Monday, July 20, 2015

A top-down T-shirt trim

In 2013, I went well out of my price comfort zone to purchase this T-shirt dress. It had all the elements I love—flowy, organic shapes, fancy goldfish, and, most importantly, a bicycle, my transportation mode of choice!

The first time I saw the dress, at Artscape in Baltimore, I didn't buy it...and then I regretted my decision for weeks. Finally I discovered the company that made it online, and they told me I could find them at Adams Morgan Festival. After investing so much effort into finding the top, I pretty much had no choice but to buy it—even though it was 30 dollars, plus tax!

Imagine my disappointment when I tried it on at home (for some reason, I just trusted it would fit when I bought it) and found it entirely unsuitable. I had imagined it would be a sort of long T-shirt, but it was definitely more of a minidress. It had no tailoring, so it made me look dumpy, and it was too tight around the hips.

I tried taking in the waist and stretching the bottom portion out a bit, and wore it once or twice, but a T-shirt minidress really has no place in my life (too short for comfort, too casual for dressing up), so I knew it had to change.

If I could, I would have just shortened the bottom hem, but the focal point of the shirt happened to be right there, so I was going to have to do things an odd way, and shorten it from the top down.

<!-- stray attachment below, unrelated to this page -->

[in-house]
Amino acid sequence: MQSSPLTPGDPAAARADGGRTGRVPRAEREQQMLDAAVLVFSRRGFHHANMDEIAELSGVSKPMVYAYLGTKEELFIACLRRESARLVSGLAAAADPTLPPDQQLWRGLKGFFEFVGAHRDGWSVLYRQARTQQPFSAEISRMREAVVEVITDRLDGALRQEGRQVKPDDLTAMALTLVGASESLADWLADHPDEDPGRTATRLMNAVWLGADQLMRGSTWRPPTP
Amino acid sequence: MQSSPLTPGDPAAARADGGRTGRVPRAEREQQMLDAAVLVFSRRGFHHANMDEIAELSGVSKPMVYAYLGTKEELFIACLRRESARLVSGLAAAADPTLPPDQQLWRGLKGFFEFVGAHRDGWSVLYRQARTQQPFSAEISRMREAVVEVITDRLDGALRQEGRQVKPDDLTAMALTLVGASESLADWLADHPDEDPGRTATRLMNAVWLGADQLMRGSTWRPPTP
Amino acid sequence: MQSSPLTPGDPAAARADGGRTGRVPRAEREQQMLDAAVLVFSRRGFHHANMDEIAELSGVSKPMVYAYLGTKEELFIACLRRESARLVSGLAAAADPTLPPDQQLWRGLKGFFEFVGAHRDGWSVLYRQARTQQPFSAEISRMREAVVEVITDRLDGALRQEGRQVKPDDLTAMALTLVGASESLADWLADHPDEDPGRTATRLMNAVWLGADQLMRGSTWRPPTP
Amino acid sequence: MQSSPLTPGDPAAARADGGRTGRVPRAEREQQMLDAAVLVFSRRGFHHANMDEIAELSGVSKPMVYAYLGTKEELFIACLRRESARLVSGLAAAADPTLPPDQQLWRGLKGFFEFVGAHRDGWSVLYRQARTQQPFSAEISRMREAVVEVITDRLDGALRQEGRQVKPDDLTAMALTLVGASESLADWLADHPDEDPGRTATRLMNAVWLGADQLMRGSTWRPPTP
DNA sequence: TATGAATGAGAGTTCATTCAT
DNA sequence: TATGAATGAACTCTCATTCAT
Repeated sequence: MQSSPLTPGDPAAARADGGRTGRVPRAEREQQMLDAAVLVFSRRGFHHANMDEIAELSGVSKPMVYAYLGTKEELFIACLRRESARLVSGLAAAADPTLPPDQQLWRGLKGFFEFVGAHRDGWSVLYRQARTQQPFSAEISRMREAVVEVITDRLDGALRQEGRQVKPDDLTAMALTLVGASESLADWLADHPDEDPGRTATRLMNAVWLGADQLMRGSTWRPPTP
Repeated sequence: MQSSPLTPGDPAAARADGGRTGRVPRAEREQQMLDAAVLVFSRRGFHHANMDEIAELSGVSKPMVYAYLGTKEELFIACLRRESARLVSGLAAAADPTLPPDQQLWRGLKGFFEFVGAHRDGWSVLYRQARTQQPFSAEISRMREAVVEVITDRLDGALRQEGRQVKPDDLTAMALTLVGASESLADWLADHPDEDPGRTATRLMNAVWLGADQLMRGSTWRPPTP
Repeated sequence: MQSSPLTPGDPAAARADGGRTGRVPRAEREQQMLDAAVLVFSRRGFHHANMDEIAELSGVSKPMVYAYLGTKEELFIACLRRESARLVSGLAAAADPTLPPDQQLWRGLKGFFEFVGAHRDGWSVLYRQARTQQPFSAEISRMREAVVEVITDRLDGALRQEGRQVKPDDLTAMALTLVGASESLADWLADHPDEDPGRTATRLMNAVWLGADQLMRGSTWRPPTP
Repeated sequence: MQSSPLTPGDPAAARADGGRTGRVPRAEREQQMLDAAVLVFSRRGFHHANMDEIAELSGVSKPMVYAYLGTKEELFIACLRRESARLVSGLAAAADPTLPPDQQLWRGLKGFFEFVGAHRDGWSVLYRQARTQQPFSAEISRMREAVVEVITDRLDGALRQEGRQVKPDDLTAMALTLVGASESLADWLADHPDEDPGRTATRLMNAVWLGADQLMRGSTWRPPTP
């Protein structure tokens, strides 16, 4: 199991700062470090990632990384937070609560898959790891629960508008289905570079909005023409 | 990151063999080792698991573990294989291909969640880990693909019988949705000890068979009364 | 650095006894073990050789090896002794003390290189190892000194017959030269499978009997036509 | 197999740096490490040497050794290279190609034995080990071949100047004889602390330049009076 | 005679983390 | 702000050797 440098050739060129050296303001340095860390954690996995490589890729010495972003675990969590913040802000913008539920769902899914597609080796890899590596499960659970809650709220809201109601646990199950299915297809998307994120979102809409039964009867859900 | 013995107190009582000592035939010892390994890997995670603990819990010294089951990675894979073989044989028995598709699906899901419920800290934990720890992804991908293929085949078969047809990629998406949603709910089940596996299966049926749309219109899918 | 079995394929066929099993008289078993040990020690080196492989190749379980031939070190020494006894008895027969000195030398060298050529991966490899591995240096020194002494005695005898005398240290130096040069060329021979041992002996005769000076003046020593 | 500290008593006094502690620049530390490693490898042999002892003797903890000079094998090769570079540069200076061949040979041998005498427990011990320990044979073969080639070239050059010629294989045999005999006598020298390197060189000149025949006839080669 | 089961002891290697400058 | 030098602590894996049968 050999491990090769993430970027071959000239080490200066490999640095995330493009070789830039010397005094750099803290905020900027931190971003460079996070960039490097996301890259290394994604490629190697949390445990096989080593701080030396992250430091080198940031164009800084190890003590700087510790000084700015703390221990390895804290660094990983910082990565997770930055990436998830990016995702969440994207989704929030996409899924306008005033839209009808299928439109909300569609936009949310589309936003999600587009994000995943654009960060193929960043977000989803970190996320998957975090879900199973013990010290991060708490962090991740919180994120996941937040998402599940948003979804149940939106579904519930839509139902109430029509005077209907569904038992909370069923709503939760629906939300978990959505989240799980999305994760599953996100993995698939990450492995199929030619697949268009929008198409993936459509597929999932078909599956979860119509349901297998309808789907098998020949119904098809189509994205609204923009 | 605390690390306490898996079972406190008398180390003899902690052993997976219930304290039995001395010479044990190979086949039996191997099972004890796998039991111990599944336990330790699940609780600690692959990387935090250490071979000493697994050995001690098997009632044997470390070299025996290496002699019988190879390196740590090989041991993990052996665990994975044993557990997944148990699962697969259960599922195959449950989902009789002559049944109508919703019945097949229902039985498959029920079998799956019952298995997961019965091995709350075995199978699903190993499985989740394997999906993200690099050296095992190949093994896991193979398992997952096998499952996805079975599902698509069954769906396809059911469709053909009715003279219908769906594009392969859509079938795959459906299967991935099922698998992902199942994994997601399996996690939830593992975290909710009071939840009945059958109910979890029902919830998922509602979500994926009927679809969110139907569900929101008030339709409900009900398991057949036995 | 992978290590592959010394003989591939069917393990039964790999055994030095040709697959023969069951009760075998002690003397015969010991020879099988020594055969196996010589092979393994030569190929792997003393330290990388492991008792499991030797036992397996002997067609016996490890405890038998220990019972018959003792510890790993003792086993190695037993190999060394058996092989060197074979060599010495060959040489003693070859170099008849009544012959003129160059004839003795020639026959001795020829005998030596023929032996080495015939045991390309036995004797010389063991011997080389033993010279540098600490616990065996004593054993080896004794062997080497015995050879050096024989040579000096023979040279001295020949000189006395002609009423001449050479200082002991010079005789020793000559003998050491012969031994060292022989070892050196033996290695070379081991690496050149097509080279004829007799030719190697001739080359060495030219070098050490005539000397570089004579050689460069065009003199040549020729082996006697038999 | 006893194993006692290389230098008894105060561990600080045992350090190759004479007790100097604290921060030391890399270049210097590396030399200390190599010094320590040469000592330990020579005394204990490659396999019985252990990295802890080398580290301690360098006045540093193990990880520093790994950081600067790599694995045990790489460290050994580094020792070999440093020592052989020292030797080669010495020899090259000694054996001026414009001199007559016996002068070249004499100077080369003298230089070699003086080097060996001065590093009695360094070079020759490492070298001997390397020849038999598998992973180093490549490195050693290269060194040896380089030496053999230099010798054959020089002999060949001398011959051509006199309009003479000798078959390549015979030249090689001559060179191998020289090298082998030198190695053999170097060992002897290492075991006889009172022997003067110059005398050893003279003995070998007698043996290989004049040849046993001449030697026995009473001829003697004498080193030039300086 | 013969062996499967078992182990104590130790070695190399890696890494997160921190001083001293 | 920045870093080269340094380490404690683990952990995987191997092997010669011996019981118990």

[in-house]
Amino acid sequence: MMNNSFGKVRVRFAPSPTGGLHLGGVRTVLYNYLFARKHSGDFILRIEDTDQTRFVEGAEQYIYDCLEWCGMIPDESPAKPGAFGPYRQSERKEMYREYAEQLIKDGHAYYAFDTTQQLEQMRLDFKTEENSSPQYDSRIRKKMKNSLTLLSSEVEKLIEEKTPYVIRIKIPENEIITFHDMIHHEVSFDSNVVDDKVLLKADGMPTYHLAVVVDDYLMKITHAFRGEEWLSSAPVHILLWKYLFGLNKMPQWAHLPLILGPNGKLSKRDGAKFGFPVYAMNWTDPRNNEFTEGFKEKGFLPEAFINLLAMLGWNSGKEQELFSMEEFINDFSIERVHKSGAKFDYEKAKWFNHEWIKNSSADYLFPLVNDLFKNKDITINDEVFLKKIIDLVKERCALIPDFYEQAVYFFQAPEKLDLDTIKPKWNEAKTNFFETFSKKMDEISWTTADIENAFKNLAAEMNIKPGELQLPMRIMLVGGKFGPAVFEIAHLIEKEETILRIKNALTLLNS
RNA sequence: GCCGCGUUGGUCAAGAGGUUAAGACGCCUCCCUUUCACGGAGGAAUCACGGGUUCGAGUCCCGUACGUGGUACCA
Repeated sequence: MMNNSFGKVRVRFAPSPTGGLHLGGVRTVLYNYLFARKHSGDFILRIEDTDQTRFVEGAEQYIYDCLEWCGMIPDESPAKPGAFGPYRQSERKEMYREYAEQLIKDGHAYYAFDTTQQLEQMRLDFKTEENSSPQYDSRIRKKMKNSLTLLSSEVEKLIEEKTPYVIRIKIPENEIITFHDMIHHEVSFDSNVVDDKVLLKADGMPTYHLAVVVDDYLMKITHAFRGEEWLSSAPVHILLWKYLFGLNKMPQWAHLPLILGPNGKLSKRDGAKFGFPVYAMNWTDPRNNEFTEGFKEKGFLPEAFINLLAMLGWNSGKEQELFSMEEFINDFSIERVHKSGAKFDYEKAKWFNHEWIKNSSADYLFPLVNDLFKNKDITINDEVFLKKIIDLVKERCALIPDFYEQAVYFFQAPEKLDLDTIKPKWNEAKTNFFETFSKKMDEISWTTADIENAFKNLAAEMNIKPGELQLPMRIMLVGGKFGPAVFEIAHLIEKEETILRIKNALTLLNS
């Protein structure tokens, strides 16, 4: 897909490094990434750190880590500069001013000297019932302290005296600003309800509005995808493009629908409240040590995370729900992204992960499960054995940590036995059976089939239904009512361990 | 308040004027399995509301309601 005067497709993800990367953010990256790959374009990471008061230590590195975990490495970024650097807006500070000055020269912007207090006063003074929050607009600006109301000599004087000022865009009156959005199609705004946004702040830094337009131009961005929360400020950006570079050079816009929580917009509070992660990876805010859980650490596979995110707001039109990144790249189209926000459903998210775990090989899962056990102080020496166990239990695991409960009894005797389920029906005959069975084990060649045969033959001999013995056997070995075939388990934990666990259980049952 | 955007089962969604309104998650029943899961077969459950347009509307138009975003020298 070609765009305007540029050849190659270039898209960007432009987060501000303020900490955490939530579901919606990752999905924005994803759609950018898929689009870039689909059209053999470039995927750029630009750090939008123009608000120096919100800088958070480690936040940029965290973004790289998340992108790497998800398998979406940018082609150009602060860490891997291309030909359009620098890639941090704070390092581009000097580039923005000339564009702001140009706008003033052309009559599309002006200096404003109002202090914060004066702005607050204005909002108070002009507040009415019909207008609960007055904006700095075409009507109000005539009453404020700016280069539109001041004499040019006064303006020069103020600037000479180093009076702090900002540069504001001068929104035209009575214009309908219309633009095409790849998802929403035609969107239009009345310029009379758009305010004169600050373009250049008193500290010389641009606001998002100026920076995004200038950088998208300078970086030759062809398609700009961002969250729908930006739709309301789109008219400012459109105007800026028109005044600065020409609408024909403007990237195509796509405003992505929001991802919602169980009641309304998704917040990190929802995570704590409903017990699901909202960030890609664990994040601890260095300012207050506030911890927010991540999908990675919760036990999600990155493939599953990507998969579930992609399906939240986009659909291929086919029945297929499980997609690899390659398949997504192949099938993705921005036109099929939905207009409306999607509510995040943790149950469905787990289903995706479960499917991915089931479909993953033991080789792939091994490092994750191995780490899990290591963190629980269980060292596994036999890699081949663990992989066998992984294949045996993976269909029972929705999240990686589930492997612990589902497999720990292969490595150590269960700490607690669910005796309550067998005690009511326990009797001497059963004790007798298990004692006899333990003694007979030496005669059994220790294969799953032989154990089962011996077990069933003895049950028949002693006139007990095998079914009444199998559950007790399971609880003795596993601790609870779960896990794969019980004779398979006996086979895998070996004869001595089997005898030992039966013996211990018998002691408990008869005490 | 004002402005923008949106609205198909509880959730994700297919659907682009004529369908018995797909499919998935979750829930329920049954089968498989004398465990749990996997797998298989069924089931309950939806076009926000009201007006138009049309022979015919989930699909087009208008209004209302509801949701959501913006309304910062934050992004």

Fortunately, the original construction was what I would call "minimal" – raw sleeves and collar, and, as I mentioned, no tailoring – so it wouldn't require a lot of re-hemming.

I started by opening up the bottoms of the armholes so I could try it on and pull it a little higher.

When I had determined the perfect length, I marked lines that paralleled the original shoulder seams, which would become my new shoulder seams.

Then I sewed the new shoulder seams and cut off the top.

I cut a new neck opening, using the original one as a guide.

Finally, I tried the shirt on a bajillion times, cutting tiny slivers off the arm openings until I was satisfied that they looked OK.

Then I was done! The whole process was not nearly as painful as I had imagined. I think I would prefer it if the lady's hair were not flowing dramatically into my armpit, but I guess I'll have to be content with having a biking-themed shirt that I can actually now ride my bike in!

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